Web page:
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Bill aimed at protecting animals must be tabled in June.

protecting animals
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Animal cruelty laws and punishments are being reformed in many countries worldwide. Croatia has increased punishments for cruelty, including abandonment of household pets. The Croatian Penal Code was amended on April 2 to increase penalties for causing pain or suffering to animals, as well as murdering or severely abusing them.

In India, a housing society resident’s death of a community dog, Jai, has led to calls for stronger penalties for animal cruelty under Indian law.

Penal laws:

The Prevention of abuse to Animals (PCA) Act (1960), which criminalises animal abuse, has been criticised for its shortcomings over time. The law’s inability to prevent animal cruelty is generally attributed to poor enforcement and inadequate sanctions. Although this is accurate, there is more to this issue than first appears. The PCA Act appears ineffective based on penalty arguments. Punishment theories aim to achieve three main goals: retribution (avenging the crime), deterrence (preventing future crimes), and reformation or rehabilitation (shaping the perpetrator’s future behaviour).

Offences and Fines:

The current version of the PCA Act does not meet all of its objectives. The majority of offences under the Act are bailable (the accused can seek bail from the police) and non-cognisable (the police cannot register a first information report, investigate, or arrest without express permission from a competent court). The sums prescribed as fines under the PCA Act are identical to those in its predecessor, the PCA Act 1890. The fines are insignificant (as low as Rs.10 in many situations) and have not been revised in over 130 years.

The law allows courts to impose either imprisonment or a fine on the offender. Animal cruelty abusers can often get away with even the most heinous acts by paying a fine. The law does not include a provision for ‘community service’, such as working at an animal shelter, as a form of punishment to potentially change abusers. The PCA Act’s inadequacies make it ineffective in addressing animal cruelty.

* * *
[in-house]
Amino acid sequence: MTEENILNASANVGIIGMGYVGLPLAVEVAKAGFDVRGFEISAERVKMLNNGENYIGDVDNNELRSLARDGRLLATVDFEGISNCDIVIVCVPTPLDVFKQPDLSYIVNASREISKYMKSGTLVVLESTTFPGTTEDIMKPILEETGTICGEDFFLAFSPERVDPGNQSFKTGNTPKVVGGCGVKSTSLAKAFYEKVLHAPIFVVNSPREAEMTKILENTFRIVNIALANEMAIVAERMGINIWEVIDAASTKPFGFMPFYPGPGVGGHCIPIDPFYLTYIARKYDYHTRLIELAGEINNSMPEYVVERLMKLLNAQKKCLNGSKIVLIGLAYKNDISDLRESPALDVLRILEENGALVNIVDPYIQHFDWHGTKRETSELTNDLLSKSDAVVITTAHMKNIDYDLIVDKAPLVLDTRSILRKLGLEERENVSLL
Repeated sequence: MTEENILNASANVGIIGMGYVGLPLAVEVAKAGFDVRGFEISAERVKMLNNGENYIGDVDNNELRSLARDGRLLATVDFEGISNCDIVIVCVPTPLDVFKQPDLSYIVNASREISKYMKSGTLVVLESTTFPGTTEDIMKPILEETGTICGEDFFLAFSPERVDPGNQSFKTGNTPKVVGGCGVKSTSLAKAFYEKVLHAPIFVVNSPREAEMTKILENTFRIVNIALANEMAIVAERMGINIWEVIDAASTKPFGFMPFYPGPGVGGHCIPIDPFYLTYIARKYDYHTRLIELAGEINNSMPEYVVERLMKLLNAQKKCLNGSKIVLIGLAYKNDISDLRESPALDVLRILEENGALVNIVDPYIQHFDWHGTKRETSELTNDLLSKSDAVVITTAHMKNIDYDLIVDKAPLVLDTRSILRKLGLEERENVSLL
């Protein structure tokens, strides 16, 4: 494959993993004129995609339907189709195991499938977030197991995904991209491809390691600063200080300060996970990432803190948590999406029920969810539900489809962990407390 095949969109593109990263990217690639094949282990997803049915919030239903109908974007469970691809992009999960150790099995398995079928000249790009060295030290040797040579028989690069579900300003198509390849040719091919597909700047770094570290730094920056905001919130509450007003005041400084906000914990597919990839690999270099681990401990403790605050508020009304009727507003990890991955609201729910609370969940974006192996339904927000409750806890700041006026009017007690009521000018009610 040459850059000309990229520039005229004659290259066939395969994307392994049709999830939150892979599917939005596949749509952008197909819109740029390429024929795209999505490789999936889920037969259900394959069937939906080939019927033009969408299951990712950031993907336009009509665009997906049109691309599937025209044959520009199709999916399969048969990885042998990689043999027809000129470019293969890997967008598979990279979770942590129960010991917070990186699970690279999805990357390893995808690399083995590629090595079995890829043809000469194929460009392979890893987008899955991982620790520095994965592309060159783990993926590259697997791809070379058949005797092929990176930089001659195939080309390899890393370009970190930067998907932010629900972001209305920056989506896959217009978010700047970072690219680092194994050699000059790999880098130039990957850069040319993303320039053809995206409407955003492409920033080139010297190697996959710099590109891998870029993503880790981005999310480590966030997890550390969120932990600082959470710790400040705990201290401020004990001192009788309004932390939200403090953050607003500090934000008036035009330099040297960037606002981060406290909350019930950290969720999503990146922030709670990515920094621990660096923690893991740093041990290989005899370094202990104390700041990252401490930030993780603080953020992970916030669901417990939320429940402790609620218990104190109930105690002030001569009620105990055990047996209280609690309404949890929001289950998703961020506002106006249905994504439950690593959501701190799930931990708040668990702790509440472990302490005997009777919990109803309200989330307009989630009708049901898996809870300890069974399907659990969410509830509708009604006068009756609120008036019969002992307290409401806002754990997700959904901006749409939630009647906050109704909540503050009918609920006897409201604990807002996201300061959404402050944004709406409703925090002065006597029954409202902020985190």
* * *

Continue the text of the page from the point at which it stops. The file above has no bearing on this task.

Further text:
The Department of Animal Husbandry and Dairying released the Draft PCA (Amendment) Bill, 2022 for public consultation in November 2022. Despite overwhelming public support, the Draft Bill was not presented in Parliament. The Draft Bill amends the 1960 Act by introducing five fundamental freedoms for animals, increasing punishments and monetary penalties, and adding additional cognisable offences. Although the draft Bill is a significant improvement over current legislation, it still allows for jail or fines in cases of animal mistreatment, including brutal cruelty and slaughter. Even if the draft Bill becomes law, perpetrators may still be able to avoid imprisonment for acts of extreme cruelty by paying a low fine.

Despite its flaws, the Draft Bill might significantly improve animal legislation in India. In 1954, Rukmini Devi Arundale, the proponent of a Private Member’s Bill to replace the outdated PCA Act (1890), stated in Parliament that India should set a good example for other countries.

We must lead by example, not because we are superior, but because we have spoken more about ahimsa than any other country. The more we discuss it, the more our responsibility to put it into action…” The new government should accept responsibility for implementing revisions to the PCA Act (1960) when it takes office in June.

ABHISHEK VERMA

 


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